March of medical self testing

01st January 2018
 March of medical self testing

January 1 2018: In an age of increasing anxiety about personal health, we are able to measure many of the key  indicators from  our homes.  Temperature? No big deal, easily done. Blood pressure and pulse rate?  Many simple  aqrm band BP measuring instruments are available which do both. Blood sugar?  Lakhs of diabetics  use portable instruments to prick themselves and take a reading.   But what about the  biggest fear for most of us -- a sudden cardiac episode? Was that pain in the chest  a heart attack symptom -- or just  acidity? A tricky question that is solved only with a visit to a clinic where they take an ECG.   But how often do we put off a visit  because of the time, expense and sheer logistical  challenge? 
Now, thanks to technology,  a basic ECG  can be self recorded in the comfort of one's home -- then  sent to the  doctor as a simple email attachment or whatsApp message. Useful in case of symptoms such as heart pain, palpitations and shortness of breath. The built-in electrodes make the portable heartbeat monitor completely cordless. You  press the start button and hold the electrodes either in your left palm or on your bare chest below your nipple., for a specific time period. Some models provide two pads on which you press your thumbs, claiming this  measures similar to 12 lead hospital  systems.  The  unit  displays the trace and transmits the recoded data to your system -- which could be as simple as a mobile phone app. It also auto-evaluates your heart condition. The stored ECG  trace  can typically be converted to a PDF or jpeg and  can be to transmitted  to doctor  or clinic for expert review.  Some units come bundled with a paid  and instantaneous analysis service  You will find multiple options online --Sanket,  AliveCor,  Choicemmed, ranging in price  from around Rs 5000 to Rs 14,000.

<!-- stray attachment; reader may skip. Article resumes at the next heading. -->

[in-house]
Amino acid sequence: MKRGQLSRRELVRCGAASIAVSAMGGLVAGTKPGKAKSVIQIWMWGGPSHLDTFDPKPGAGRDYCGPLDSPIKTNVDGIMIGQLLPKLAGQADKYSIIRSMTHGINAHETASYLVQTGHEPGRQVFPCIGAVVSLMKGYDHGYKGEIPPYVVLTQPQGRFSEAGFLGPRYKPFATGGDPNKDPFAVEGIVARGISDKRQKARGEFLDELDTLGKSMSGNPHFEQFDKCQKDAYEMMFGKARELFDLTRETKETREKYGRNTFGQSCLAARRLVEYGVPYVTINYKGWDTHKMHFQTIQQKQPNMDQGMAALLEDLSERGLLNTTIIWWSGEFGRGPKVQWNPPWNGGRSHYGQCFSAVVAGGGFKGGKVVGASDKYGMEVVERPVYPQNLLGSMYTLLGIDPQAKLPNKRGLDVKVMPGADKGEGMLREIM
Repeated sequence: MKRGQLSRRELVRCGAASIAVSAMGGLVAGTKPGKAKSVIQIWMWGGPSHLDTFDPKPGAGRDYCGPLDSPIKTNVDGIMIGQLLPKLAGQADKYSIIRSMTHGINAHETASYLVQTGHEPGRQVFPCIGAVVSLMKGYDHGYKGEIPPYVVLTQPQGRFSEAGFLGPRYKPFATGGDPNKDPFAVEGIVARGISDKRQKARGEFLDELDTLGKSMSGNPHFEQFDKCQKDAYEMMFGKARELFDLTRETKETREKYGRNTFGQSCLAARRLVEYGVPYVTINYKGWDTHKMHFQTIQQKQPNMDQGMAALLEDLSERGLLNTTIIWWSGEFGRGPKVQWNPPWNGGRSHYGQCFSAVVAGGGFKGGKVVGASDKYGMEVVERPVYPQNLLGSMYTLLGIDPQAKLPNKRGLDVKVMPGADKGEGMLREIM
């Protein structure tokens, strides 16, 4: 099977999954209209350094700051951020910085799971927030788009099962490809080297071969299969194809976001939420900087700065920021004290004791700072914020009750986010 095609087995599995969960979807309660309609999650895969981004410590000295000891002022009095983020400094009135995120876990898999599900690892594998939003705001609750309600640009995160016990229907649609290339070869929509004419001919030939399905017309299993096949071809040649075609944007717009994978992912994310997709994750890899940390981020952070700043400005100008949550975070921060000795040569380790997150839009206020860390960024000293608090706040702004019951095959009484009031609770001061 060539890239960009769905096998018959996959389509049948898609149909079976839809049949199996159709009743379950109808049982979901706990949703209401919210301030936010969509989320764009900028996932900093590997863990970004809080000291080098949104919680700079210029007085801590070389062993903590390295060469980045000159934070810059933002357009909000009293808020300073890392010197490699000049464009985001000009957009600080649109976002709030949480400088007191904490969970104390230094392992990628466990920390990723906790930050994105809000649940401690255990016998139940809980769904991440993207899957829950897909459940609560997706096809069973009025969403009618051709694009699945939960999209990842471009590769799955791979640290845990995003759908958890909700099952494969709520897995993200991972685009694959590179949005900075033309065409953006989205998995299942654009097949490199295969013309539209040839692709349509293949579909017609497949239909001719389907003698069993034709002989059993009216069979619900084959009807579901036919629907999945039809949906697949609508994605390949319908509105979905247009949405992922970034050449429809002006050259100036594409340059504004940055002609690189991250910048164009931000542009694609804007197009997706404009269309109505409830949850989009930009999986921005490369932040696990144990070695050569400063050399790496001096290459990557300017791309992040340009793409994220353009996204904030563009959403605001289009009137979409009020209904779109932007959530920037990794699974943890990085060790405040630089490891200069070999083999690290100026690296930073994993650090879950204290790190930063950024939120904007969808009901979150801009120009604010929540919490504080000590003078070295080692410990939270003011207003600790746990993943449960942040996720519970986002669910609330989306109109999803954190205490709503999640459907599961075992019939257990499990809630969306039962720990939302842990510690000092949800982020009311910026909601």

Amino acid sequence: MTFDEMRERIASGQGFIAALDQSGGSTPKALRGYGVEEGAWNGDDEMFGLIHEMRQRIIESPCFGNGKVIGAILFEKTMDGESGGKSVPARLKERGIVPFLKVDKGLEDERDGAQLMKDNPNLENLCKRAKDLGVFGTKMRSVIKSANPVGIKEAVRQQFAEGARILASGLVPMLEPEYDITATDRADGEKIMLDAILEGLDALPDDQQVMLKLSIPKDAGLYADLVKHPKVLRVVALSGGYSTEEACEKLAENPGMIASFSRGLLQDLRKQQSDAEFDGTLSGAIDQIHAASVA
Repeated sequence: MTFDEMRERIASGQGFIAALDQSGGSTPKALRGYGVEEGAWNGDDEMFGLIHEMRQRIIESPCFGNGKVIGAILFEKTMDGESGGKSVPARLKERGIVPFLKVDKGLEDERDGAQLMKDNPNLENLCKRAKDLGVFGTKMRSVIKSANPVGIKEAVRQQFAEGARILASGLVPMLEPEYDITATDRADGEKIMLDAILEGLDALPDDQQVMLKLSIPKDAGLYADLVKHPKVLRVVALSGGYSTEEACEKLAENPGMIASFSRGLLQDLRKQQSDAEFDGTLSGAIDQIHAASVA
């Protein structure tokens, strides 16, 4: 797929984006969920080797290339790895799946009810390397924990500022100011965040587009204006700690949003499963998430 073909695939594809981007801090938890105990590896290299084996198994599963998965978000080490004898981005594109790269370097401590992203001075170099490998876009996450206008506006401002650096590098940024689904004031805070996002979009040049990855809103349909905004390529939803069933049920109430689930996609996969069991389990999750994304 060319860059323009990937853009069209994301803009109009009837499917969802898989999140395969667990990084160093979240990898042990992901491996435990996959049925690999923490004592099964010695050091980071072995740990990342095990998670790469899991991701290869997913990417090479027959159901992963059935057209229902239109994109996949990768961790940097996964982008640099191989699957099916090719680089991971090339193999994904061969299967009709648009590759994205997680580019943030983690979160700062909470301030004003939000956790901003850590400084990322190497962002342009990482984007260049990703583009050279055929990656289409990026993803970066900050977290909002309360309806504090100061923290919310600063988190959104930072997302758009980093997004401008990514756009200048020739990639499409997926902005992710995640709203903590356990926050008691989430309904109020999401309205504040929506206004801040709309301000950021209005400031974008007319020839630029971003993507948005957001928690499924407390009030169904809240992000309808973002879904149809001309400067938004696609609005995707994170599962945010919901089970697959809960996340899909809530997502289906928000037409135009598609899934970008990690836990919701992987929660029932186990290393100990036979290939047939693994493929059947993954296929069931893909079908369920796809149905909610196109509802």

My watch is my ECG! Technology is further shrinking the ECG.  Last month AliveCor  received Federal Drug Administration (FDA)  approval  in the US for its ECG Kardia Band, the first medical-grade accessory for  the Apple Watch. The Kardia has an integrated metallic sensor in the strap that enables it to communicate with the company's app to take ECG readings, where it can detect abnormal heart rhythm and atrial fibrillation (AF). It costs $ 199.
There is a caveat: These portable ECG machines do not provide the comprehensive multi-lead record  of a hospital  unit. But it is useful as a pre screen for quick  judgment by your care giver  on whether you need to come in to the clinic.